I was asked to develop a data reduction pipeline for a telescope and am facing a problem.

I have the standard lamp spectra and need to identify the emission lines in order to find a wavelength solution to apply to the spectra taken.

I managed to find the signal peaks and calculate their centroids, I am unsure - however - of how to match the centroids I found with a list of the emission lines of the lamps.

I basically have to do what "Identify" in IRAF does, but in python. I know there have been some packages that do that (like specutils), but they are outdated and recall deprecated libraries.

Any tip on where to go or what to do to have a centroid-wavelength match would be greatly appreciated.

  • 1
    $\begingroup$ I’m voting to close this question because this is purely a software question. Matching peaks of anything to datasets is a problem independent of astronomy $\endgroup$ – Carl Witthoft May 26 '20 at 17:40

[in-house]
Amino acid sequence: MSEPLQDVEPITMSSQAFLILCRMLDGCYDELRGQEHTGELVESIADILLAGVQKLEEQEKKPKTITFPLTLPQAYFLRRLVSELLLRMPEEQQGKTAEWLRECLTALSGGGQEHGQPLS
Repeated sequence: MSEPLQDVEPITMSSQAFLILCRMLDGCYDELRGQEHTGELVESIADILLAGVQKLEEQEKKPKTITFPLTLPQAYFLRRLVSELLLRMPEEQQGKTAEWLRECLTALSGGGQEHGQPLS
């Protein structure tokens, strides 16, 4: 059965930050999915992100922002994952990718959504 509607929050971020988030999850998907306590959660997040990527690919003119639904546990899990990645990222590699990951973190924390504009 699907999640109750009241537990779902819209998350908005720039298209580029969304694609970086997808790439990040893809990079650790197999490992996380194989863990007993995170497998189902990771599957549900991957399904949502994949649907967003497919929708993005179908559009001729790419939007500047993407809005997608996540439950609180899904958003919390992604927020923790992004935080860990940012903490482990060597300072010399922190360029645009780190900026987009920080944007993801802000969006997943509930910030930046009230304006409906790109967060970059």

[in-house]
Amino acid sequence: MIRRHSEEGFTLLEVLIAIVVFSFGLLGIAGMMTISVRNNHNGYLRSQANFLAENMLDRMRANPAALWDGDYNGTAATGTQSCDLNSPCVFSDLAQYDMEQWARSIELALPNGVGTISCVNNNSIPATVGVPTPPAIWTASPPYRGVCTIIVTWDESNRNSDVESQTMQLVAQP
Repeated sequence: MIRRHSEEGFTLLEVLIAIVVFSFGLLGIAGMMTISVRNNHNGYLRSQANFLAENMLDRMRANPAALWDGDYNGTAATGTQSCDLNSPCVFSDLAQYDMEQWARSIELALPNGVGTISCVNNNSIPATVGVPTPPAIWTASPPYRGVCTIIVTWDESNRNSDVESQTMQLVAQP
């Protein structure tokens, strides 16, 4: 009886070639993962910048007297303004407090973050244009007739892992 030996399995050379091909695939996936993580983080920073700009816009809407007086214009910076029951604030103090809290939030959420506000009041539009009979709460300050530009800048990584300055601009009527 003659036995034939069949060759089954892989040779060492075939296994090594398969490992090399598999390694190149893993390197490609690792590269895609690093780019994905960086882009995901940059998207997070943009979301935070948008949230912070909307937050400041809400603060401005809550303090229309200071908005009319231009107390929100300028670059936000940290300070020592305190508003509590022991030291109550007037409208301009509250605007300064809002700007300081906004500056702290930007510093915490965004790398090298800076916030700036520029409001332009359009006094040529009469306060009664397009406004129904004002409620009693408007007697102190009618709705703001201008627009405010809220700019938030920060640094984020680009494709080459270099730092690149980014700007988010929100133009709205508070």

• $\begingroup$ Start by looking up papers on how such line-matching is done. Good chance there's tests for relative amplitudes as well as line centroids, for example. $\endgroup$ – Carl Witthoft May 26 '20 at 17:41
  • $\begingroup$ StackOverflow is not very good in hard algorithmical things, but I think you could try cs.stackexchange.com or scicomp.stackexchange.com . The list of all sites is here: stackexchange.com/sites . $\endgroup$ – peterh May 26 '20 at 20:59
  • $\begingroup$ This is a different and more complicated but related problem, looking for scale and rotation independent pattern matching of 2D points How (the heck) does Astrometry.net work? whereas you have a pattern of 1D points and already have an approximate guess for scale and offset. I don't think this is off-topic here and I'm voting to leave it open, but I do agree that in this case you might get a better response to your algorithm question in a computer-based SE site. $\endgroup$ – uhoh May 27 '20 at 0:44

Your Answer

By clicking “Post Your Answer”, you agree to our terms of service, privacy policy and cookie policy

Browse other questions tagged or ask your own question.